ARH Scholars Fall 2019 Winner: Cole Williams
Twice a year, students from across the region are invited to apply for the Appalachian Regional Healthcare (ARH) Scholars program. The ARH Scholars are awarded a $5,000 academic scholarship to pursue a degree in healthcare. Their stories are unique, but a common thread unites every winner: a desire to make a difference to the people of Appalachia through healthcare. The Fall 2019 class of ARH Scholars included ten talented future healthcare providers, like Cole Parker Williams.
Cole is a senior at Knott County Central High School. His main focus is his studies, which is why he’s maintained great grades and attended AP classes, in addition to being part of the archery, tennis, and golf teams. Throughout his schooling this far, Cole says his mother has been his biggest mentor and inspiration. As a librarian at Knott County Central, she’s always encouraged him at school. “My mom really pushed me in my education. She’s helped me see the value of getting good grades, she’s helped make sure that I’m in good, positive friend groups, and helped ensure that I have fun at school.”
Cole’s mom is also the one who suggested that he research the ARH Scholars program scholarship, which he was ecstatic to receive. “I really didn’t think I’d get it, but now I can be debt-free for the first year of college. That’s a big help, because I can focus on being the best student that I can be without the stress of my financial situation. College is very expensive, so trying to minimize the amount of student loans that I have to take out is really important to me.”
Of all the classes he takes at school, Cole’s favorite subject by far is science. “I’ve always really liked science,” Cole says. “I like the idea of science in general, and I’ve always enjoyed learning about it. I’m fascinated by the complexity of science, and how small and specific the pieces are, and how science provides an explanation for almost everything.”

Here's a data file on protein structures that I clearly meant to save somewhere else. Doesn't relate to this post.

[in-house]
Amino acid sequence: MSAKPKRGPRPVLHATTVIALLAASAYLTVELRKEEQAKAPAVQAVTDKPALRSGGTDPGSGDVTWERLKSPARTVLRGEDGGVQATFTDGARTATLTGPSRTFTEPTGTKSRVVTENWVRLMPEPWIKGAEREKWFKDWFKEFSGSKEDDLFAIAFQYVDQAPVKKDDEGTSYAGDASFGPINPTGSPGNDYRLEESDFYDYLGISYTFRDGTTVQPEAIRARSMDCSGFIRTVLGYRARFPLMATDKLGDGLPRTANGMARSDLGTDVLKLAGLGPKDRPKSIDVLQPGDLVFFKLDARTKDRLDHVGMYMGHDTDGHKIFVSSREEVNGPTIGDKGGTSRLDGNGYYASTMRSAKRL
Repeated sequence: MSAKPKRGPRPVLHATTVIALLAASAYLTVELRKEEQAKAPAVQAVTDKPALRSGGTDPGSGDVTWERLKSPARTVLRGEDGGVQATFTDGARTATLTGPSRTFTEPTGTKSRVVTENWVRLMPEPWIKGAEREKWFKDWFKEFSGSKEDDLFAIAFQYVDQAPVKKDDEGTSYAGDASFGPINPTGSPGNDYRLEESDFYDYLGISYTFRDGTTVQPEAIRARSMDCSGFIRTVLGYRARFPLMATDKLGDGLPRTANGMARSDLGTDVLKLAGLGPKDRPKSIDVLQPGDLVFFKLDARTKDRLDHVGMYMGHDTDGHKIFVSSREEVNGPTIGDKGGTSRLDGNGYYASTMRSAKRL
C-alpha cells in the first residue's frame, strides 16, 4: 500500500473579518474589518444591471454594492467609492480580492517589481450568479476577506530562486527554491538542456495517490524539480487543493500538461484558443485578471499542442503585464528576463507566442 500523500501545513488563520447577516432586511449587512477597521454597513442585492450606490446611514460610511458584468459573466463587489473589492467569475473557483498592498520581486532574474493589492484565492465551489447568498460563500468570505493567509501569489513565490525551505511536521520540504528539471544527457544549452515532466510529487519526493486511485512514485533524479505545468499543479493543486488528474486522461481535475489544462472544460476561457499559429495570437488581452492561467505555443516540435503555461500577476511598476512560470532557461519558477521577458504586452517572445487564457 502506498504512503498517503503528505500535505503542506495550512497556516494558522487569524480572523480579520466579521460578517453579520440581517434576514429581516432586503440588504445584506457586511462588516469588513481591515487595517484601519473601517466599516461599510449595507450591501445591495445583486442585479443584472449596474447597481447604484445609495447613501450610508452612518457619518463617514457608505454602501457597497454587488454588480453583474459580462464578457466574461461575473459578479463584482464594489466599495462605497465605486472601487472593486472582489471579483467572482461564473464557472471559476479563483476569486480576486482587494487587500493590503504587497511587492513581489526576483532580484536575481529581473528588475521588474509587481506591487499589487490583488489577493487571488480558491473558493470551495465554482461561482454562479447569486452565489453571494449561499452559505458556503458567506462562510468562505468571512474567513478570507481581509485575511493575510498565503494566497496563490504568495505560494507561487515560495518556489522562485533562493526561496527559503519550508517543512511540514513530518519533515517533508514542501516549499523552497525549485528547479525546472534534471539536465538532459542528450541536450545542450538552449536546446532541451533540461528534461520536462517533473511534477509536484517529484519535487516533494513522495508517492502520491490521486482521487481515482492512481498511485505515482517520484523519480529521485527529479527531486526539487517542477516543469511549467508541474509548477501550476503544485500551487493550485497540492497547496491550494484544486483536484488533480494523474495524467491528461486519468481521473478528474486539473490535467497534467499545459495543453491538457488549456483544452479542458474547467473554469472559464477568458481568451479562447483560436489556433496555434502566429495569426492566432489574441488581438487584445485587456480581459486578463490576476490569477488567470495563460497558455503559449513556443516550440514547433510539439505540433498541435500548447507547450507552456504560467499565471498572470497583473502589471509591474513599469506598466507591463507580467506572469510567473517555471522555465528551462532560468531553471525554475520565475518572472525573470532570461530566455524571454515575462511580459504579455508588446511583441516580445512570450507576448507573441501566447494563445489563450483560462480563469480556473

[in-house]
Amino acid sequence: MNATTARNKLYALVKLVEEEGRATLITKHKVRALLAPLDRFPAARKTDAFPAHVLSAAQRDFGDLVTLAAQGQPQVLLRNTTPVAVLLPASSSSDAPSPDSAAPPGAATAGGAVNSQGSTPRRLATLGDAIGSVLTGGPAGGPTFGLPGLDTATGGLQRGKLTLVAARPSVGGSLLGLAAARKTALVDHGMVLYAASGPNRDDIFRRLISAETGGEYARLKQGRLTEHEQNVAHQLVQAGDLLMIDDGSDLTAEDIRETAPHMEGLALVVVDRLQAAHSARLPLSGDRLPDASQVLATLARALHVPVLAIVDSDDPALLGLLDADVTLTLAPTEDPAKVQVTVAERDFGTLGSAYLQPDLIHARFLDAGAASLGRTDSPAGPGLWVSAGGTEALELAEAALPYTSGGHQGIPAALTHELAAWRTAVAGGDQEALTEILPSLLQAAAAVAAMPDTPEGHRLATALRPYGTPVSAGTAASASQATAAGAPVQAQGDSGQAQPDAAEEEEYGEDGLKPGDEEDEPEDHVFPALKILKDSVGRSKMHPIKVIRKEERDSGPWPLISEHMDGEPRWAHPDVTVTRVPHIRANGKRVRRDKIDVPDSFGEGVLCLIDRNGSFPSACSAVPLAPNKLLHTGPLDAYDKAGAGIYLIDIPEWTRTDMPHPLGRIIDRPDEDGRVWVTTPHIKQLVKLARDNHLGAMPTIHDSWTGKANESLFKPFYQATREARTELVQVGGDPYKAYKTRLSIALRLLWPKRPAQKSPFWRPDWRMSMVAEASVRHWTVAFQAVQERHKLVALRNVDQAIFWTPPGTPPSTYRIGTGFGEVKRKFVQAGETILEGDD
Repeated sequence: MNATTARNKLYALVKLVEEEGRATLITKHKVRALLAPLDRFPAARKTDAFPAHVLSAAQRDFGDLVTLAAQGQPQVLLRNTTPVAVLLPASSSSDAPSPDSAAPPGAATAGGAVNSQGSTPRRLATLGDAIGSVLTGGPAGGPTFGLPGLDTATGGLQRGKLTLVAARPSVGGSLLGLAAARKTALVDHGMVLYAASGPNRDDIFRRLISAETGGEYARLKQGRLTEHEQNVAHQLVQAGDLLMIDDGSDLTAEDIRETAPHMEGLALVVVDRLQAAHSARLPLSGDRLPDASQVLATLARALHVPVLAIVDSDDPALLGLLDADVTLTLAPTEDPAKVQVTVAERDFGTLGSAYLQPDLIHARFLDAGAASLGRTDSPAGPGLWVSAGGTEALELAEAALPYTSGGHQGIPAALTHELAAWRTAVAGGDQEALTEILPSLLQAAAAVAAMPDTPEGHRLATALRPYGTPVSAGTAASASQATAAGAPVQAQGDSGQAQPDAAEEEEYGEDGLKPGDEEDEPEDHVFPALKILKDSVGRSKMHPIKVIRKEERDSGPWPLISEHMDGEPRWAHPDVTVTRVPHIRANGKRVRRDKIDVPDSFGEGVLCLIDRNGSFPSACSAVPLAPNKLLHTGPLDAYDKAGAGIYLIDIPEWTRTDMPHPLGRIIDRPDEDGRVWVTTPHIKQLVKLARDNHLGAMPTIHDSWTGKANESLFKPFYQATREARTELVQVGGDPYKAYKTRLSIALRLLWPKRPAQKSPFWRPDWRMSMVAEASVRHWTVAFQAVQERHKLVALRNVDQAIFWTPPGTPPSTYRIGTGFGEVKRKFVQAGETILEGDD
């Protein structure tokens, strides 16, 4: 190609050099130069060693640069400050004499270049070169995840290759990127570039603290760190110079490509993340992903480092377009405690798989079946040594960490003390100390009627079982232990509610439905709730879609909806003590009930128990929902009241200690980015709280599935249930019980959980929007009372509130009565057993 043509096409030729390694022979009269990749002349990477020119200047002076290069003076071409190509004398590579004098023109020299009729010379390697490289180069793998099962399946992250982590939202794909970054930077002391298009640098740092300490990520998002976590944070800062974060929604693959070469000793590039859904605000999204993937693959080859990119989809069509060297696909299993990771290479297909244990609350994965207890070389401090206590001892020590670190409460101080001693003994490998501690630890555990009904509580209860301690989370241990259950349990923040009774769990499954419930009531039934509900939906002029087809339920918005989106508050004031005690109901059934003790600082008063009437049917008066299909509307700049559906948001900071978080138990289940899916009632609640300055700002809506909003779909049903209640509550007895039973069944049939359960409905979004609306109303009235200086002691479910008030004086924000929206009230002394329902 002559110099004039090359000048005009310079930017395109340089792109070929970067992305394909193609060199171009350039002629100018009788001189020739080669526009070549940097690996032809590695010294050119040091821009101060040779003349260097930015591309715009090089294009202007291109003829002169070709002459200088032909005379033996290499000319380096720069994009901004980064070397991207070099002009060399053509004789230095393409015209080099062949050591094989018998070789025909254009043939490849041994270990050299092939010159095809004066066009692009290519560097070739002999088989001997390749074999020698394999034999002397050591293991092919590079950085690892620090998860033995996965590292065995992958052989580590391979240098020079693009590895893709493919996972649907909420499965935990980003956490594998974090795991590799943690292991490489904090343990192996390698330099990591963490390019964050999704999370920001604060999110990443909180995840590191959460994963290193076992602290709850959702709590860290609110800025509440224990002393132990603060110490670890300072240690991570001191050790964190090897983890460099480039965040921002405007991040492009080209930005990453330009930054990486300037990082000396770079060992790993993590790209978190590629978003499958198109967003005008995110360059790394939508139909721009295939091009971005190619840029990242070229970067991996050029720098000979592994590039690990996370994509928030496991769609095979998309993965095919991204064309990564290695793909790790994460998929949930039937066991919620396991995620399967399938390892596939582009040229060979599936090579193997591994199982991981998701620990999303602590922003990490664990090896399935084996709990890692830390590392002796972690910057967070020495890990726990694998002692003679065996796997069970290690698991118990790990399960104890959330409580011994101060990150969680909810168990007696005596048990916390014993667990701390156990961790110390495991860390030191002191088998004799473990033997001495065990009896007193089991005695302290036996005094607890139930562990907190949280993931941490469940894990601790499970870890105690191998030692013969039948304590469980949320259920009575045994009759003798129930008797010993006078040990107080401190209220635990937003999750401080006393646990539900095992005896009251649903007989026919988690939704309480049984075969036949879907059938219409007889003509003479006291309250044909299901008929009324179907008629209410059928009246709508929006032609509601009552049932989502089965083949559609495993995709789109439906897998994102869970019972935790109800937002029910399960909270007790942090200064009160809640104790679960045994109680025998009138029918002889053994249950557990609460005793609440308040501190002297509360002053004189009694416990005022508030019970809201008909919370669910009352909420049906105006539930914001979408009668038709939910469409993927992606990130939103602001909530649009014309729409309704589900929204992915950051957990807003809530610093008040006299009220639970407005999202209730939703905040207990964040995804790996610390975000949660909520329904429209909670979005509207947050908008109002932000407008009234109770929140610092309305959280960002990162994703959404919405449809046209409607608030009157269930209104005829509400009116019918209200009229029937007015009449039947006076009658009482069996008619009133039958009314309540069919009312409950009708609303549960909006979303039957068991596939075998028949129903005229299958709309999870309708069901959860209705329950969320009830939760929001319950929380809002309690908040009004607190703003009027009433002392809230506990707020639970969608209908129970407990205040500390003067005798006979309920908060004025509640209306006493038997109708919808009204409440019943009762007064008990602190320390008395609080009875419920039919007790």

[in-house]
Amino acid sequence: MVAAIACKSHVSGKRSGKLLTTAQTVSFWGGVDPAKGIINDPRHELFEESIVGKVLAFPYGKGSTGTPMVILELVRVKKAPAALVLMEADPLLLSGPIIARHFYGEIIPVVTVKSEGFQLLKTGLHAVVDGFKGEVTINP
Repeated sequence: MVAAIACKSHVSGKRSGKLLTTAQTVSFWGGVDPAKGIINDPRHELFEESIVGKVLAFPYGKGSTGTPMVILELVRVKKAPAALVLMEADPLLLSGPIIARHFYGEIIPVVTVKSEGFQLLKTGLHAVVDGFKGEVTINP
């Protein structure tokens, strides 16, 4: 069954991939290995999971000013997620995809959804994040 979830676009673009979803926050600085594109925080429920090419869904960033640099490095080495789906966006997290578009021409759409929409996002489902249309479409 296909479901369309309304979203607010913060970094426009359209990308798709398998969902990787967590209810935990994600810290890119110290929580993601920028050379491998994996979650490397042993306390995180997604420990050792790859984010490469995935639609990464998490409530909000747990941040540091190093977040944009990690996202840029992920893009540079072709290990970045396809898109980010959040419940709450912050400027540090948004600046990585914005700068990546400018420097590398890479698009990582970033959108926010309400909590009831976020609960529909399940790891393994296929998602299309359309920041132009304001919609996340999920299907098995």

His fascination with science is what initially drew Cole to the medical field. For his anatomy classes at Knott County Central, he shadowed pharmacists and physicians at his local hospital, and began thinking more and more about pursuing a career in medicine. That’s why in the fall he’ll be attending Morehead State University to pursue a biology pre-medicine degree. At Morehead, Cole is looking forward to taking more challenging and specialized science courses (and visiting the lake in his free time.)
While he’ll likely graduate from Morehead in 2024, Cole is already looking ahead. “My ultimate goal is to attend medical school to become a laparoscopic surgeon.” Cole says laparoscopic surgeries are particularly interesting to him because they are low-risk and minimally invasive. “I’ve always been interested in surgery, but laparoscopic surgeries use smaller incisions, take less time than open surgeries, and patients get back to normal faster.”
This ties in with Cole’s ultimate goal of returning to the mountains of eastern Kentucky to serve his community. He says in 10-15 years, after medical school, internship, and residency, he’d like to work in a local hospital close to home. “I don’t want to go too far; my friends and family are here, and I know the area quite well.” Cole hopes to serve the members of the community where he was raised. “I just hope that I can help people with what I do. I want to help people get through their days easier and generally make life easier to manage for my patients.”